INTERVIEWER: I wonder if you could just talk a little bit about the policy differences between the State Department and the Pentagon about how the US should proceed with the Accords and the peace process?
CHARLES DUNBAR: Well the first point to bear in mind is that I was not present as the as this whole process ended, but I just wanna stress that our sense in the state department was that the key thing that needed to happen was that the Soviets needed to withdraw quickly. We wanted it that way because we were confident that the Kabul regime could not survive without Soviet support. They obviously had to get out quickly if there were to be a cessation of support to the resistance because although there were a lot of weapons and that would have been in the pipeline and that would have gotten there and that were already there, a certain after a certain length of time the resistance would become less effective, and that was what we hung onto very strongly. I wanna make the point that when Under Secretary, Deputy Secretary Whitehead made his speech in late 1985 he was speaking of a willingness on the part of the United State to guarantee an agreement that was suitable and that was the key point. That we said we wouldn't guarantee an appropriate agreement, we would not buy a pig in a poke and the key point was the quick withdrawal of the Soviet forces. That didn't happen, no agreement, no guarantee from the United States, no agreement. That ultimately did happen, what changed was the this question of positive versus negative symmetry. The sense that having been originally that both sides, sorry the Soviet's would withdraw fast and that the, the Soviet, the assistance to the resistance would be stopped, but that because the Soviets would be out quickly Najibola would fall. I think everybody miscalculated what was, how long Najibola was going to be able to stay in power, but naturally he did fall. everybody thought it would be much quicker, but that was the nub of the argument as far as we were concerned, the short timetable for the Soviets to get out. They were serious, they should get out, the logistical time that we figured was reasonable was 90 days and that we should be counting days above that length of time, not months of how long it took them.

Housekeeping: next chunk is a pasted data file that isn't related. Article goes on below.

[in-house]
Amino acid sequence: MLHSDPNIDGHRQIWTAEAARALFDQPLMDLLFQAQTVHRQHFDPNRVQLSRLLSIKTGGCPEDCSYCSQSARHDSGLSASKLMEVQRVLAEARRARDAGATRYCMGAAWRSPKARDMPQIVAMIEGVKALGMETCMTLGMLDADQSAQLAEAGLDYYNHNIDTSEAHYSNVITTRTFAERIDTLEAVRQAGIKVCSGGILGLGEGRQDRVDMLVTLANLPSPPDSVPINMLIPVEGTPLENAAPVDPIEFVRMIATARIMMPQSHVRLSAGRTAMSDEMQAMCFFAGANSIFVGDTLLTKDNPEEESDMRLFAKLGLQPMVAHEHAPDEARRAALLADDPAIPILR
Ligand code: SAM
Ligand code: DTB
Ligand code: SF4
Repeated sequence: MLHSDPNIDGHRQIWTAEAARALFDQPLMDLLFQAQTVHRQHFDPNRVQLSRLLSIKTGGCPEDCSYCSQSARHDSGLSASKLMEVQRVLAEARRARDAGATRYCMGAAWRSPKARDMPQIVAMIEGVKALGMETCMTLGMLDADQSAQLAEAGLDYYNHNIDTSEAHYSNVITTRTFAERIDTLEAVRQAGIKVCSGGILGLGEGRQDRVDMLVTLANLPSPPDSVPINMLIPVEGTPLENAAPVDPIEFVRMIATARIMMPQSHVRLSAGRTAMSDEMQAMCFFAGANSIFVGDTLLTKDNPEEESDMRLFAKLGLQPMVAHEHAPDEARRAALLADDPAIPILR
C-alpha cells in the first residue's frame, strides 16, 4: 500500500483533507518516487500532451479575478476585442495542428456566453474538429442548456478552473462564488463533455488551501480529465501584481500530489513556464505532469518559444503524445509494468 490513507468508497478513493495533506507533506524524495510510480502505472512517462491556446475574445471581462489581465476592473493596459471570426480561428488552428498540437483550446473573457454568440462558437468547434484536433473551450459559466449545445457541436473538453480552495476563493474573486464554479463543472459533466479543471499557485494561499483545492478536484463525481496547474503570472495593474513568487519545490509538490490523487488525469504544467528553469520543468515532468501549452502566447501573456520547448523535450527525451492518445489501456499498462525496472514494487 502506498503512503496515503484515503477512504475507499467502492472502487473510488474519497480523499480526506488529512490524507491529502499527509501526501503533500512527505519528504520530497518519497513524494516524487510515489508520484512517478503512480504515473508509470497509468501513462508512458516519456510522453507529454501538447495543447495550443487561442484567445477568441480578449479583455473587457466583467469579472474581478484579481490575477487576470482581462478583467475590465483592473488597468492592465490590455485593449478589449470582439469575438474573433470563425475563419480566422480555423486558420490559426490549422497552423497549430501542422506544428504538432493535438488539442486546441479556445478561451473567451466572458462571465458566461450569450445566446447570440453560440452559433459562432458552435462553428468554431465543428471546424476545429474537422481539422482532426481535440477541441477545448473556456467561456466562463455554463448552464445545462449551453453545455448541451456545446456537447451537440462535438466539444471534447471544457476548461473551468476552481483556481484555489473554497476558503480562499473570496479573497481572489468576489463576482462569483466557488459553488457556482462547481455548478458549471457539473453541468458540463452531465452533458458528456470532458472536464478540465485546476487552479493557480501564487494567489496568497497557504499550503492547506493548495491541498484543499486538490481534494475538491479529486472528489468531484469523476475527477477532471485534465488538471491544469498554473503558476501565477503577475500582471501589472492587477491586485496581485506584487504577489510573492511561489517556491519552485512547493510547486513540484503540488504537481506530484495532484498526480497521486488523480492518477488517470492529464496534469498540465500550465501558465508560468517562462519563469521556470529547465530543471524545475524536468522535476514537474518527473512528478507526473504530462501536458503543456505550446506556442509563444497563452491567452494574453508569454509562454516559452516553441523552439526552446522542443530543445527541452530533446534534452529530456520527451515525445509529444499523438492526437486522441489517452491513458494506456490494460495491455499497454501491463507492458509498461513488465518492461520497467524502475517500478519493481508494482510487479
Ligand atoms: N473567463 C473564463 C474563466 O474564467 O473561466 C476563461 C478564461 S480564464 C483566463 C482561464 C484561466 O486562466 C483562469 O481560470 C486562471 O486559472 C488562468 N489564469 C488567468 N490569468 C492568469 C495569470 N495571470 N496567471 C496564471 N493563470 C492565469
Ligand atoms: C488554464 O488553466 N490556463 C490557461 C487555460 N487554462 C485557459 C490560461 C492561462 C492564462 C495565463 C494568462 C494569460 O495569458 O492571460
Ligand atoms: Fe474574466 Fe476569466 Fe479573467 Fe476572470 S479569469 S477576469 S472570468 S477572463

INTERVIEWER: Well obviously in 85 when all the parameters were sent, Whitehead was about to agree I know things changed later on, but Whitehead was about to agree in 85,